Outside Tskhinvali, Georgia Russia and small, U.S.-allied Georgia headed toward a wider war Saturday as Russian tanks rumbled into the contested province of South Ossetia and Russian aircraft bombed a Georgian town and aircraft plant, escalating a conflict that already has left hundreds dead.
Georgia's Foreign Ministry said the country was "in a state of war" and accused Russia of beginning a "massive military aggression." The Georgian parliament approved a state of martial law, mobilizing reservists and ordering government authorities to work round-the-clock.
Russian President Dmitry Medvedev said that Moscow sent troops into South Ossetia to force Georgia into a cease-fire and prevent Georgia from retaking control of its breakaway region after it launched a major offensive there overnight Friday.
In a meeting with refugees, Prime Minister Vladimir Putin characterized Georgia's actions as "complete genocide," according to his office's Web site. Putin also said Georgia had effectively lost the right to rule the breakaway province - an indication Moscow could be preparing to fulfill South Ossetians' wish to be absorbed into Russia.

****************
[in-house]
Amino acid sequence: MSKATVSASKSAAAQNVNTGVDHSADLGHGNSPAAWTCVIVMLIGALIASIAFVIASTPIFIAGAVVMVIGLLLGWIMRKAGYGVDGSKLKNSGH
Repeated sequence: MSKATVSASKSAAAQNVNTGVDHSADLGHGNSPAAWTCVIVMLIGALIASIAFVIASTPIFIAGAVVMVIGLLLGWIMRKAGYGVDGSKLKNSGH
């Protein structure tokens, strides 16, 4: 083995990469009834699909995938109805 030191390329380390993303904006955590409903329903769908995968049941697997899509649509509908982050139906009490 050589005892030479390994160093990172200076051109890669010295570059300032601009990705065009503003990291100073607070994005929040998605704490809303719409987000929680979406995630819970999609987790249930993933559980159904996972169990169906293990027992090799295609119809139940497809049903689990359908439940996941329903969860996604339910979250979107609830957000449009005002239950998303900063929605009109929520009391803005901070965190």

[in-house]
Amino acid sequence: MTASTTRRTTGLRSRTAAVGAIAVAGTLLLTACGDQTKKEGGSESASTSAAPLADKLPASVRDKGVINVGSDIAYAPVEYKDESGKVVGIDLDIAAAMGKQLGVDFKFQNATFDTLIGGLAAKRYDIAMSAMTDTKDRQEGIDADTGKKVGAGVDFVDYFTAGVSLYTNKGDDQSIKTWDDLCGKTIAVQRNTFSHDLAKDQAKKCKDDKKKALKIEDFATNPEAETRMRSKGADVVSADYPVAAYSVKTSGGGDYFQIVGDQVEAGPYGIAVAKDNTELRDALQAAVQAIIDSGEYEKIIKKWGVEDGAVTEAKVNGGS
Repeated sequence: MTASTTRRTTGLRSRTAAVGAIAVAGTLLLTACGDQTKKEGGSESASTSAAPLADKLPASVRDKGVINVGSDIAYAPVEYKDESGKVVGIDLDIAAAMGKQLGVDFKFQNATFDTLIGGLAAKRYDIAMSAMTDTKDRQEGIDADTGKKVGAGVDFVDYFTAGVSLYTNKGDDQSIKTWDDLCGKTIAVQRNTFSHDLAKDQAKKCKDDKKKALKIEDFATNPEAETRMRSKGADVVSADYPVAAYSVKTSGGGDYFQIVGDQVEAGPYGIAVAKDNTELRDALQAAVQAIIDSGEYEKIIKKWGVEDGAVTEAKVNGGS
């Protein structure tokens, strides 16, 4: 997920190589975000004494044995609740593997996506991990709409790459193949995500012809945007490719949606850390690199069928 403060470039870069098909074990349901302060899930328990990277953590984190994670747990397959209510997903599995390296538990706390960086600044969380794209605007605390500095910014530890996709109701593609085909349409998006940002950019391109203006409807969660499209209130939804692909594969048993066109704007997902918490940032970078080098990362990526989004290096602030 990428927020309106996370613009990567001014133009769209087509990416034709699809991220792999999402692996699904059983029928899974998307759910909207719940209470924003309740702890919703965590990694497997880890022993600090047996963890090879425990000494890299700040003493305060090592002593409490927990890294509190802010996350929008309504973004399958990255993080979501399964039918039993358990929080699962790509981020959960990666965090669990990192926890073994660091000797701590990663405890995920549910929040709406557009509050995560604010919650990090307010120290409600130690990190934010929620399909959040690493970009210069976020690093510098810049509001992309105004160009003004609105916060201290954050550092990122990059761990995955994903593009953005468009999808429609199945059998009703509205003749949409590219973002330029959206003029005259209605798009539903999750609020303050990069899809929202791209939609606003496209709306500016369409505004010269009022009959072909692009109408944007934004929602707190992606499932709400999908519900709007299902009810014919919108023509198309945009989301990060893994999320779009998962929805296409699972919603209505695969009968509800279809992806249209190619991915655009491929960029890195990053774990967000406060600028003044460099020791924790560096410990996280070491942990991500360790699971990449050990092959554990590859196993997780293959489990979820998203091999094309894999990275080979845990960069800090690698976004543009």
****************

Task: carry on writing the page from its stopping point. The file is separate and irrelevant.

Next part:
The risk of the conflict setting off a wider war also increased Saturday when Russian-supported separatists in another breakaway region, Abkhazia, also targeted Georgian troops by launching air and artillery strikes to drive them out.
Georgia President Mikhail Saakashvili called it an "unprovoked brutal Russian invasion."
At a meeting of the U.N. Security Council Saturday, the third in three days on the issue, Russia refused to agree to a cease-fire or a diplomatic agreement. The move ensured that the fighting with Georgia would keep spilling into other regions such as Abkhazia's Kodori Ridge.